Inaugural Men’s Leadership Summit champions new generation of male educators

Although Houston—and the Houston Independent School District—is a long way from his home in New Jersey, Baruti Kafele felt right at home in Westbury High School’s dining commons.

That’s because despite being thousands of miles away from his home base, he was speaking to a group of people that shared one very important trait—being an educator. Kafele, a nationally recognized teacher, principal, and summertime speaker at conferences across the country, was in Houston to speak at the HISD Men’s Leadership Summit.

As keynote speaker at the inaugural conference, Kafele knew he had one job: to inspire a new generation of male educators.

“Teaching provides an opportunity for men to enter the ranks of the most important and influential profession in the world,” he said. “Don’t ever lose sight of the fact that once you’re in the classroom with those young people, you are a leader. You are the leader. That’s a powerful thing.”

His keynote speech was just one part of a day-long summit for HISD educators, focusing on empowering male educators and leaders within the district. Organizers of the summit say that it is important for men—especially men of color—to continue to choose education as a profession.

“We want to introduce everyone—but specifically men—to the opportunities that are here in Houston Independent School District,” Kenneth Davis, South Area Superintendent, said. “And show them what we do in terms of the work of education children from all levels, inside the classroom and far beyond.”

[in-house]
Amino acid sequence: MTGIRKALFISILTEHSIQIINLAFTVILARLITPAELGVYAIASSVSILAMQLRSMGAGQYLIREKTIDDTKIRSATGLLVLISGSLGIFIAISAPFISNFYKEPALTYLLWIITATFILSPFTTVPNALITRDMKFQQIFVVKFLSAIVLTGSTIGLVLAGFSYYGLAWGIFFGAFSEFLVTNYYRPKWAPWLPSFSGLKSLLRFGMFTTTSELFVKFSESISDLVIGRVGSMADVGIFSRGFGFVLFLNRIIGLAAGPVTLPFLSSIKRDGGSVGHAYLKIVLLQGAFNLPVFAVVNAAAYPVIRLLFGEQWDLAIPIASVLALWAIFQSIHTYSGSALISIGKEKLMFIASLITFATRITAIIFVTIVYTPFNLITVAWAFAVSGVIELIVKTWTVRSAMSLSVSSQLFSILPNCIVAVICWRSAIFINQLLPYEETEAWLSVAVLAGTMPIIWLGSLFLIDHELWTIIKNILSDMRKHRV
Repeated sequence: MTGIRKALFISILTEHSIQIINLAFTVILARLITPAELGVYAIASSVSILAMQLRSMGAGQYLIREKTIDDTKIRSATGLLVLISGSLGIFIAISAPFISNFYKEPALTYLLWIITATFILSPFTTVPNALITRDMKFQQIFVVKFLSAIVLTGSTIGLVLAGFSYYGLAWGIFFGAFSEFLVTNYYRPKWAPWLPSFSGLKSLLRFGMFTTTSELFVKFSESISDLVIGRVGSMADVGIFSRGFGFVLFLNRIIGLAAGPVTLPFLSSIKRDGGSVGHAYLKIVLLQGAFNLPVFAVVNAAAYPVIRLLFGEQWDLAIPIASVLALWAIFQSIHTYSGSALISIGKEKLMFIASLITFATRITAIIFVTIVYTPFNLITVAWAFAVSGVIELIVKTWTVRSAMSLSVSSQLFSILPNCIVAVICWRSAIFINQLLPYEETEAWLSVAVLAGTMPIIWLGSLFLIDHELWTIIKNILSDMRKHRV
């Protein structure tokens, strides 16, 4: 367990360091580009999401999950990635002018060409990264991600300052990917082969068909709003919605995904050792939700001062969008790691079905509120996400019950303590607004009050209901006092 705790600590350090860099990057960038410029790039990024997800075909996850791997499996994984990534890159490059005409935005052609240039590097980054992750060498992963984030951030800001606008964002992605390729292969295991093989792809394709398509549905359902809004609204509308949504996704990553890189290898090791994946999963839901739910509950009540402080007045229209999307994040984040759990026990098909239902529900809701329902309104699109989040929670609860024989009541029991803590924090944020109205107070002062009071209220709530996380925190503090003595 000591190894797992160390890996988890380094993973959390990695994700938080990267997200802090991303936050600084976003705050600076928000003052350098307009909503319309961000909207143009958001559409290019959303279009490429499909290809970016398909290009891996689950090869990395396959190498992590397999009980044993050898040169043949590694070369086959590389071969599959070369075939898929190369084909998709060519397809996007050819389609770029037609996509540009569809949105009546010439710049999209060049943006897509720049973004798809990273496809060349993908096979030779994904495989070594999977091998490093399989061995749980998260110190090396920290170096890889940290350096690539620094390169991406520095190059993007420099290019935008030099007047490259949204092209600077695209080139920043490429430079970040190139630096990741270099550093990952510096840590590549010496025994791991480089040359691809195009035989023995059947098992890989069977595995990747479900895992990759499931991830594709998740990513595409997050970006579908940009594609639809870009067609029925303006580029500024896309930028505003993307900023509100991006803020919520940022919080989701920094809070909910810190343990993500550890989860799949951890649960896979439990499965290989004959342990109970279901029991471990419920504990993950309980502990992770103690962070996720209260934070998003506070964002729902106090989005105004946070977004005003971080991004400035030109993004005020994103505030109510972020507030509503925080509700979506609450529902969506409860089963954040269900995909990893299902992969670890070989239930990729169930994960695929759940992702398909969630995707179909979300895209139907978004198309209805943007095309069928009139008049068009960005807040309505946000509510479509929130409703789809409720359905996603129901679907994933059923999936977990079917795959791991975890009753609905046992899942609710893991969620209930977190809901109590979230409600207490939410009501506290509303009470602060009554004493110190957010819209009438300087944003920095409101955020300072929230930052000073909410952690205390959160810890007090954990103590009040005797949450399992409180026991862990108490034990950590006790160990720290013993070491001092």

About 10 percent of the teacher workforce in Texas identify as African American, with only 3 percent of that number identifying as male. Nearly 10 percent of male teachers leave the profession every year, with many leaving education altogether after only 3 to 5 years.

Organizers said that as one of the most diverse districts in the country, HISD needs to provide role models for all students in the classroom.

“Having quality male educators—especially men of color— in HISD is imperative,” Interim Superintendent Grenita Lathan said. “It’s a vital part of providing a quality education to all of our students. With programs like Ascending to Men and ROSES, we have provided our students with the opportunity to find and maintain mentorships throughout their journeys in HISD. But for that to work, we need mentors to provide that guidance.”

Students—like Westbury High School junior Handsome Simien—were also invited to the summit. They were present to help further the summit’s goal of showing attendees that a career in education can mean many things, from business management or human resources to nutrition services or communications, on top of being in the classroom.

“You can be a leader towards the younger generation,” Simien said. “Me, personally, I don’t have a father of home. A lot of people don’t have a father at home. So being in the classroom environment, I could help inspire that next generation.”